During the 40 years since the experiment started, the test subjects were prone to continue as they had free healthcare, the transportation from and to the clinic were refunded and therapies and side effects covered. Furthermore they had a free meal included when they had examinations. The doctors passed off as the “last chance of free special treatment” the lumbar injection which in reality was meant to sample spinal fluid looking for signs of neurosyphilis.

All the treatments given to the patients were in reality placebo, and death was the only destiny it was awaiting them, otherwise cured with a simple antibiotic. For the purpose of this experiment, the autopsy was the very last procedure to follow to reach the final data. The parents of the dead person would give the authorisation to that last medical check in exchange of a paid funeral.

Ill patients talking with the nurse Eunice River – 1970 circa

Throughout the years many doctors resigned from their role, some forwarded considerations of ethical impact. In 1965 a non involved researcher who had read the published data on a medical magazine, wrote a letter of protest to the staff members which was ignored. The following year doctor Peter Buxton did the same, this time though by sending it to the National Director of the venereal illness division of the PHS.

The responsibles of the experiment at a national level confirmed one more time the importance of carrying on the project, which meant until all subjects were dead. This was approved by the many medical associations of doctors, including the ones of the Afro-American community. After some other initiatives of other individuals, like doctor Peter Buxtun who turned to the press. On the 25th of July 1972 The Washington Star published the news, reported on the front page the following days by the New York Times.

The US government through its public health organisations had broken his own laws and conducted medical experiments on unaware citizens. The signatures and stamps of many supervisors demonstrate that they all knew and approved the situation. At that point the experiment was interrupted.

Of the original 399 ill patients only 74 were still alive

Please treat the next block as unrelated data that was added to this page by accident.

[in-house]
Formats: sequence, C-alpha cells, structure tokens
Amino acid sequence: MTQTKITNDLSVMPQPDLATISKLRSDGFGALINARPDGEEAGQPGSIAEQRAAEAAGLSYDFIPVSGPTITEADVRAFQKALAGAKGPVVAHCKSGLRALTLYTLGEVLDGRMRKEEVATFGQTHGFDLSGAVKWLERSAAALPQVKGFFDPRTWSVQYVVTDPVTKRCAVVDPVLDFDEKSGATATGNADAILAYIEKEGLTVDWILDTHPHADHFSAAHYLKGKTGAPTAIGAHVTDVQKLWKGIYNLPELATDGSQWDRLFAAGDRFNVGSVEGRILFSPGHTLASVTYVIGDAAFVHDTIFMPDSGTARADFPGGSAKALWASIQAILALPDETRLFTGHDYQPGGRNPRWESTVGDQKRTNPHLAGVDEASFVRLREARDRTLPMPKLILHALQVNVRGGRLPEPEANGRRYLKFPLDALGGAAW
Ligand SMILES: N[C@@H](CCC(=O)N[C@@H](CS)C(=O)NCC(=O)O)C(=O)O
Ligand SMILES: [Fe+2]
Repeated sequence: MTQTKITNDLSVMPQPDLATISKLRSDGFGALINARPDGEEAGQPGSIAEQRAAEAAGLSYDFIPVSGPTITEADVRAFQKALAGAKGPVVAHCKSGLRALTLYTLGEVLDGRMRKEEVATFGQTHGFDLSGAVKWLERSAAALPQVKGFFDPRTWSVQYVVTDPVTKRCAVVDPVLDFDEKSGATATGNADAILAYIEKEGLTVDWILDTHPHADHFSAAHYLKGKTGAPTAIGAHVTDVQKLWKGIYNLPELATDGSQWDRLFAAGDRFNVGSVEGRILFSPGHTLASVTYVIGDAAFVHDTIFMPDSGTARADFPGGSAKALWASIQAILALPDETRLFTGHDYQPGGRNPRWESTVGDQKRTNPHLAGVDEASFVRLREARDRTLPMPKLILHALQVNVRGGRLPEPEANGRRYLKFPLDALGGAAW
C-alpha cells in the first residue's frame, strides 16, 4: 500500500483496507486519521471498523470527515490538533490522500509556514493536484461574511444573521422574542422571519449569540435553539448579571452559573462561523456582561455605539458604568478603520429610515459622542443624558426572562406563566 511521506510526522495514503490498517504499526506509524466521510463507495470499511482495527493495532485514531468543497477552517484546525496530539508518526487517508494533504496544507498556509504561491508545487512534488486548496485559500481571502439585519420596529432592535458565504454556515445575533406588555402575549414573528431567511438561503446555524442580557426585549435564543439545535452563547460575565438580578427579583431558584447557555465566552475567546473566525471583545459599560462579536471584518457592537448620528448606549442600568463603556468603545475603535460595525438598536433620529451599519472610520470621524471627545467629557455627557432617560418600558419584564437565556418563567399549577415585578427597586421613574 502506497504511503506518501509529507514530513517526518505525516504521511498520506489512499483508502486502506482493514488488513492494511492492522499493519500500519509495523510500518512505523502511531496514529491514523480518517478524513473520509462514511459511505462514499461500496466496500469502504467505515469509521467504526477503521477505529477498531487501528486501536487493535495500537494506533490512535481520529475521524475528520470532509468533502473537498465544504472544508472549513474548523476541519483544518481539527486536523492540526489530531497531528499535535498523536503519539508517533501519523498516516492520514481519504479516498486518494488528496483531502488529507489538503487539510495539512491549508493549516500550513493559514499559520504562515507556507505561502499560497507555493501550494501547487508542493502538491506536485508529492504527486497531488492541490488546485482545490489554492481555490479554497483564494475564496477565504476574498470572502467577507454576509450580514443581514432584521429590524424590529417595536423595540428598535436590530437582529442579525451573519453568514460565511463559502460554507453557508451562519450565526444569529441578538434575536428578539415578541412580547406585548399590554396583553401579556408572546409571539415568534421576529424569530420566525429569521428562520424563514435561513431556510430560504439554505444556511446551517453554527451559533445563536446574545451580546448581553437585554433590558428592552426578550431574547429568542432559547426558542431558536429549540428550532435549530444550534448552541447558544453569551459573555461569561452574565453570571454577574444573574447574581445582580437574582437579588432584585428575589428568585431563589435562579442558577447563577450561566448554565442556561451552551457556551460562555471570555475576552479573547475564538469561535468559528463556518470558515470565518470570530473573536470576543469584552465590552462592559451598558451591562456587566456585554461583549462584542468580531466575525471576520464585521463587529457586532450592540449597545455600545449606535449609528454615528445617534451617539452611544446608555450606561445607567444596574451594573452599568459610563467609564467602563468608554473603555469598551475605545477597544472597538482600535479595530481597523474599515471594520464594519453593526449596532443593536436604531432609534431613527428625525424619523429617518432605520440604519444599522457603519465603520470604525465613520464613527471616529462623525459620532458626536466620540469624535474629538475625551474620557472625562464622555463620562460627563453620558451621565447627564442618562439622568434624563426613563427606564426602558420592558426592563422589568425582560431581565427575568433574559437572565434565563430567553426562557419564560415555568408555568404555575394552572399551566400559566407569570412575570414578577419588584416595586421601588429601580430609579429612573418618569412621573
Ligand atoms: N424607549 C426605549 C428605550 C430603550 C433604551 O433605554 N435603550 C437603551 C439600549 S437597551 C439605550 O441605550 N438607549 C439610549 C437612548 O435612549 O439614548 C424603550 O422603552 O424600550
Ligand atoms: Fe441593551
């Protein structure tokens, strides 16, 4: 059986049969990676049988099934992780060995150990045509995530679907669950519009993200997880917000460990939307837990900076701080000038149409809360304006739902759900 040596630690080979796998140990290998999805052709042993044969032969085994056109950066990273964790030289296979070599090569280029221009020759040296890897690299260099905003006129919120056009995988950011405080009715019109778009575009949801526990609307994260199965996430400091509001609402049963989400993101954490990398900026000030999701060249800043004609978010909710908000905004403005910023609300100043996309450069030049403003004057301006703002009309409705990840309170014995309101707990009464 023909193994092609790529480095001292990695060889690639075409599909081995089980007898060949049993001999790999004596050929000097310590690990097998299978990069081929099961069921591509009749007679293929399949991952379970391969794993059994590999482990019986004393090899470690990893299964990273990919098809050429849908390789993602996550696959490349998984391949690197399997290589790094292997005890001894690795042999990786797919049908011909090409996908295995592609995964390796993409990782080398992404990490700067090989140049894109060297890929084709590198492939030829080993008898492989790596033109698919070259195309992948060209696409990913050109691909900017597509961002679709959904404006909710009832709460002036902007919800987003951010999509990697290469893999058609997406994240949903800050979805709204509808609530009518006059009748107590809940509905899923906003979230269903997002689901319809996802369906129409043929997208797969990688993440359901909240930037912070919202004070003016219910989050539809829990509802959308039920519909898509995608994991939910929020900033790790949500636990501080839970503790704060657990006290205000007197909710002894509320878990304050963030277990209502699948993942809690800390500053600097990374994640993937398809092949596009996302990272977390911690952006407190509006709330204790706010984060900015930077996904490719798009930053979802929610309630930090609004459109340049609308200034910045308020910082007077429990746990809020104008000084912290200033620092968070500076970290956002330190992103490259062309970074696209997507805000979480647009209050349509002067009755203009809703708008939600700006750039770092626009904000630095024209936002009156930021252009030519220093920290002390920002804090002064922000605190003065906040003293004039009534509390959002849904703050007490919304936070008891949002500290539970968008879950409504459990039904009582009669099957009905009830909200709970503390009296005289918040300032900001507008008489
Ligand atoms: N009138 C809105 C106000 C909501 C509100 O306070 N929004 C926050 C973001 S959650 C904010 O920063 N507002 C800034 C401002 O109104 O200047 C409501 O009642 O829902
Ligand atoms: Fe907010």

Six of the test subjects

The public health system never apologised both with the survivors and the families of the subjects. Not even the black nurse Eunice River apologised, the only member of staff who participated for the whole period. Her role was fundamental to maintain contacts with the black community and instill trust to the Afro-Americans involved. In 1975 she obtained a recognition from the Tuskegee Institute, where she studied, for her “several and extraordinary contributions  to the nursing profession, which gave prestige to the Tuskegee Institute”.

Eunice River

On the other hand the son of one of the victims made a different consideration: “That was one of the worst atrocities ever carried out by the government. Not even dogs have ever been treated that way”.

From the 1975 the government gave medical assistance to the survivors and to all the people who got infected along the way. Treatments for the body, a little ineffective for the psychological wounds though. Sons and nephews of the subjects found out very little about the whole situation though, as that was a taboo to be ashamed of.

That shame and skepticism towards the public health system influenced the participation to that new program of medical assistance established in 1975.

Only in 1997 the American government with president Bill Clinton formally apologised to the victims during a ceremony in the White House; in that occasion 5 out of the 8 people still alive (at the time) were present. In 2004 the last survivor died too, perhaps after having forgiven those doctors who had failed in their fundamental duty of their profession: healing patients.

Or maybe not? However he certainly could have not forgot the deceit:

“Men who were poor and African American, without resources and with few alternatives. They believed they had found hope when they were offered free medical care by the United States Public Health Service. They were betrayed” (from Bill Clinton’s speech)..